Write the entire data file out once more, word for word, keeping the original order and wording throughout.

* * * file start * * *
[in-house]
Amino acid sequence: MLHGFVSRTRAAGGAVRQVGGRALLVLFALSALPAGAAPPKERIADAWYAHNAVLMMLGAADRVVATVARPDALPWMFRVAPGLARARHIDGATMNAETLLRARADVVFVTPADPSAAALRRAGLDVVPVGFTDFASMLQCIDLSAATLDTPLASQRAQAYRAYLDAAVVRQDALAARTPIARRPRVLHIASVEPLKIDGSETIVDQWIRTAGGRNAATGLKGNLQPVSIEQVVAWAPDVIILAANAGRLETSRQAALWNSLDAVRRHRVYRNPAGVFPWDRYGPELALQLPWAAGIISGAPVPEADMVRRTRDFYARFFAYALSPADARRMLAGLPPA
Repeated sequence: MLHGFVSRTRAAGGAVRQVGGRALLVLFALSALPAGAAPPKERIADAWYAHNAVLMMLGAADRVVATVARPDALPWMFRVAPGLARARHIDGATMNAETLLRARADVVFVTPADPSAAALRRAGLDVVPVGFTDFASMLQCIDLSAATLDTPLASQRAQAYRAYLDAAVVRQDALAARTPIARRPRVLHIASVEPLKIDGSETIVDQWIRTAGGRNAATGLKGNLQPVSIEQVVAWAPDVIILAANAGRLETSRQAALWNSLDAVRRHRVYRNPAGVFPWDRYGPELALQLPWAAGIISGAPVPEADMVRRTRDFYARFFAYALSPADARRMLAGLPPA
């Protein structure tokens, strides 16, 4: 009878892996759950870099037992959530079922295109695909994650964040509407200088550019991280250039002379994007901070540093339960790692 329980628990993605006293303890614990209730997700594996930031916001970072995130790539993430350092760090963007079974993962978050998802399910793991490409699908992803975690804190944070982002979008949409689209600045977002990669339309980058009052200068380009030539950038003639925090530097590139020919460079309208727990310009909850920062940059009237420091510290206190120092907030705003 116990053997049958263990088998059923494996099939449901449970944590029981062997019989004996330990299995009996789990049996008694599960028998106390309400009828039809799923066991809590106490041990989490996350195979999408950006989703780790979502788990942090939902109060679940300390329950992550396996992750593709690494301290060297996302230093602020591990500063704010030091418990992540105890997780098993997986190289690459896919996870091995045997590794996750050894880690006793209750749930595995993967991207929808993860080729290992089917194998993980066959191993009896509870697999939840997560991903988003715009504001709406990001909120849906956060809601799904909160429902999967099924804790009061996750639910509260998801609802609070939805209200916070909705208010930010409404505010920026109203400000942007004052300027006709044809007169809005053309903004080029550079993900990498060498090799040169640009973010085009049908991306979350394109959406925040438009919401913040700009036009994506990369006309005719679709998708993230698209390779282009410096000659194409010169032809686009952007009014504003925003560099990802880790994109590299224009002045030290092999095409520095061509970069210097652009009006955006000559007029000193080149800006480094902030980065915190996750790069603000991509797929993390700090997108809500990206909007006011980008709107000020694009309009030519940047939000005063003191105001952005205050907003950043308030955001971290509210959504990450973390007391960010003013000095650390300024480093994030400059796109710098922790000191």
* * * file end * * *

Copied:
[in-house]
Amino acid sequence: MLHGFVSRTRAAGGAVRQVGGRALLVLFALSALPAGAAPPKERIADAWYAHNAVLMMLGAADRVVATVARPDALPWMFRVAPGLARARHIDGATMNAETLLRARADVVFVTPADPSAAALRRAGLDVVPVGFTDFASMLQCIDLSAATLDTPLASQRAQAYRAYLDAAVVRQDALAARTPIARRPRVLHIASVEPLKIDGSETIVDQWIRTAGGRNAATGLKGNLQPVSIEQVVAWAPDVIILAANAGRLETSRQAALWNSLDAVRRHRVYRNPAGVFPWDRYGPELALQLPWAAGIISGAPVPEADMVRRTRDFYARFFAYALSPADARRMLAGLPPA
Repeated sequence: MLHGFVSRTRAAGGAVRQVGGRALLVLFALSALPAGAAPPKERIADAWYAHNAVLMMLGAADRVVATVARPDALPWMFRVAPGLARARHIDGATMNAETLLRARADVVFVTPADPSAAALRRAGLDVVPVGFTDFASMLQCIDLSAATLDTPLASQRAQAYRAYLDAAVVRQDALAARTPIARRPRVLHIASVEPLKIDGSETIVDQWIRTAGGRNAATGLKGNLQPVSIEQVVAWAPDVIILAANAGRLETSRQAALWNSLDAVRRHRVYRNPAGVFPWDRYGPELALQLPWAAGIISGAPVPEADMVRRTRDFYARFFAYALSPADARRMLAGLPPA
């Protein structure tokens, strides 16, 4: 009878892996759950870099037992959530079922295109695909994650964040509407200088550019991280250039002379994007901070540093339960790692 329980628990993605006293303890614990209730997700594996930031916001970072995130790539993430350092760090963007079974993962978050998802399910793991490409699908992803975690804190944070982002979008949409689209600045977002990669339309980058009052200068380009030539950038003639925090530097590139020919460079309208727990310009909850920062940059009237420091510290206190120092907030705003 116990053997049958263990088998059923494996099939449901449970944590029981062997019989004996330990299995009996789990049996008694599960028998106390309400009828039809799923066991809590106490041990989490996350195979999408950006989703780790979502788990942090939902109060679940300390329950992550396996992750593709690494301290060297996302230093602020591990500063704010030091418990992540105890997780098993997986190289690459896919996870091995045997590794996750050894880690006793209750749930595995993967991207929808993860080729290992089917194998993980066959191993009896509870697999939840997560991903988003715009504001709406990001909120849906956060809601799904909160429902999967099924804790009061996750639910509260998801609802609070939805209200916070909705208010930010409404505010920026109203400000942007004052300027006709044809007169809005053309903004080029550079993900990498060498090799040169640009973010085009049908991306979350394109959406925040438009919401913040700009036009994506990369006309005719679709998708993230698209390779282009410096000659194409010169032809686009952007009014504003925003560099990802880790994109590299224009002045030290092999095409520095061509970069210097652009009006955006000559007029000193080149800006480094902030980065915190996750790069603000991509797929993390700090997108809500990206909007006011980008709107000020694009309009030519940047939000005063003191105001952005205050907003950043308030955001971290509210959504990450973390007391960010003013000095650390300024480093994030400059796109710098922790000191």